This was an uncharacteristically light week for Council which did not meet for a work session or a public hearing on Monday night. Wednesday’s work session focused solely on the Climate Action Plan.
The staff presentation covered two broad areas: an update on current projects and proposals for projects for council consideration.
Under current projects, the Council’s packet included a detailed Implementation Plan in the form a matrix that organizes the actions by category – transportation, building energy, fugitive emissions, and consumption. Within each category, specific actions are charted to indicate their current status, their impact, cost, and budget availability. Recently council received complaints at a public forum that “nothing has changed” in the past two years. I encourage everyone to take a look at this matrix. The incremental changes are not always visible because they are incorporated into staff workplans. Viewed collectively, it is clear that a wide range of actions is well underway.
This plan is complemented by the newly uploaded Dashboard available on the Climate Action Plan page of the City’s website: Climate Action Plan 2.0 Dashboard.
The third ongoing project addresses offsets. The City purchased carbon offsets in 2020 in order to meet the Climate Recovery goal of carbon neutrality in operations. Council is eager to see these offsets support our local work, but we do not yet have projects that can qualify. Staff noted that as we continue to push for an improved, local offset program, other communities across the country look to Eugene to learn how to implement an offset program in their own cities.
Finally, the staff reported that in 2021 they spent roughly two-thirds of their time on community engagement. Community reductions in fossil fuel use and greenhouse gas emissions is the second half of the Climate Recovery Ordinance, and the staff focused on four efforts: coordinating with the Eugene Sustainability Commission, conferring with the Equity Panel, sharing information and collaborating with the 12 members of the Eugene Climate Collaborative; and launching the Shift Campaign. The Shift Campaign is a communication tool to facilitate engagement with the general public and with our partners. Information is also available on the City’s website: The Shift Campaign .
Proposals for future work included the implementation of a Home Energy Score Program. After the presentation by staff, Council approved three motions to move this program forward. It would require that energy usage information be disclosed at the point of sale of single-family residential homes. Additional motions approved by Council directed the city manager to bring back an implementation plan including funding options for the program, as well as options for applying this program to benefit renters.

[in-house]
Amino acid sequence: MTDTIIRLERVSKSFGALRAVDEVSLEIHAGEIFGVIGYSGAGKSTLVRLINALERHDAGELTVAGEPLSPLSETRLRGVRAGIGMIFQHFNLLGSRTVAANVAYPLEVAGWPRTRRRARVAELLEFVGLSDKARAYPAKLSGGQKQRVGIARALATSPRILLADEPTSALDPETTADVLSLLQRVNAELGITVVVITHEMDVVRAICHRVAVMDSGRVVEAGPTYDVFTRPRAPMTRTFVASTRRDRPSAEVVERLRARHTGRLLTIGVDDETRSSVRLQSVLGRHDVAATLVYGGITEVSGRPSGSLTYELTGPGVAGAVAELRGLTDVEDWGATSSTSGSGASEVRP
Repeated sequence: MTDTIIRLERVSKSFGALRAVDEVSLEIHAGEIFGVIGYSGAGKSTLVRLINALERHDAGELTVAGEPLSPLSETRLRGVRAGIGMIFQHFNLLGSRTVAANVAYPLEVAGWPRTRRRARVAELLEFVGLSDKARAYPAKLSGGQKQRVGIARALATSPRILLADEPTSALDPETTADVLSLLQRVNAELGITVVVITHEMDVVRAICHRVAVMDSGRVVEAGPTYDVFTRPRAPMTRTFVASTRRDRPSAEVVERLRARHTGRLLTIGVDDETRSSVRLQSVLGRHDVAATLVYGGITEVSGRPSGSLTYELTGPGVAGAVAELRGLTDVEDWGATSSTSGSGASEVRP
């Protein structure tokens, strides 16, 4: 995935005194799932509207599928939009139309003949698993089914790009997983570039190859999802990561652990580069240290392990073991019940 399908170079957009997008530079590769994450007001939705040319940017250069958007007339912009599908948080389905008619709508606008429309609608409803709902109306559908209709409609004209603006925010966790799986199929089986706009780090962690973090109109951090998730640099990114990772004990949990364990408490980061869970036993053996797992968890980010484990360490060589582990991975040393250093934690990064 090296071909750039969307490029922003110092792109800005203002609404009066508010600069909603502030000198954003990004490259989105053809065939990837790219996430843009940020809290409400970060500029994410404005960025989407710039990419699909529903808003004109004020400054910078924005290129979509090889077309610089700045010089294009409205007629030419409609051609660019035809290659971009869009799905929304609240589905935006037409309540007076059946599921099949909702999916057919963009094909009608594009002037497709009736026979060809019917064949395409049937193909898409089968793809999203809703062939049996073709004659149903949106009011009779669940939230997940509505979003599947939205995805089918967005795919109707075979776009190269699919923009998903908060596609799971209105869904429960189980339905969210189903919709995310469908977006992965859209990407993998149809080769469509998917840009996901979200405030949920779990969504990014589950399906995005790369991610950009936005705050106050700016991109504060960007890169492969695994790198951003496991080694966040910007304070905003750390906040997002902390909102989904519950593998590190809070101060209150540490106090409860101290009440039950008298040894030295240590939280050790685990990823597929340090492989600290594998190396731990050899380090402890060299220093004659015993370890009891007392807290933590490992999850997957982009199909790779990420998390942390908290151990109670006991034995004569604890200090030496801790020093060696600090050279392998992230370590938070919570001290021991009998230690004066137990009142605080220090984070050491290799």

Council was also asked to consider at their December meeting options for energy efficiency that would benefit low income households including: rehabilitation of existing housing, supporting investments to low income housing providers, creating incentives for heat pumps in existing multi-family housing, replacing oil furnaces and wood burning stoves, and the energy efficiency projects undertaken by NW Natural.
These options will all come to council in their December work session focused on Climate and Homelessness.
Finally, Council ran overtime to discuss two motions related to building energy. These had first been circulated by Councilor Evans in September and delayed for discussion to this meeting. In the intervening months, Councilor Syrett authored slightly amended motions which council passed after much deliberation.
The first directs the city manager to schedule a work session to discuss changes to city code that would require all residential, commercial and industrial buildings to be electric. After much discussion, Council agreed to a motion calling for multiple work sessions in order to allow time to address related issues to electrification of new buildings, notably energy source, supply, and cost.
The second motion directs the city manager to provide Council with a roadmap for how the city can decarbonize existing buildings by 2045.
I will note that as we engage in this discussion, NW Natural is surveying the public in an outreach that makes their case for why a shift away from natural gas is a bad idea. I recognize that this conversation threatens their business model to sell gas; but we face an existential crisis and the city needs a plan to make the transition to cleaner energy over the coming years. No one will pull the plug on gas; some industries will be dependent on that energy source for years to come; and our current 30,000 households who are dependent on gas, including mine, need time and funding to transition. We will make the changes as technology, supply and funding are available.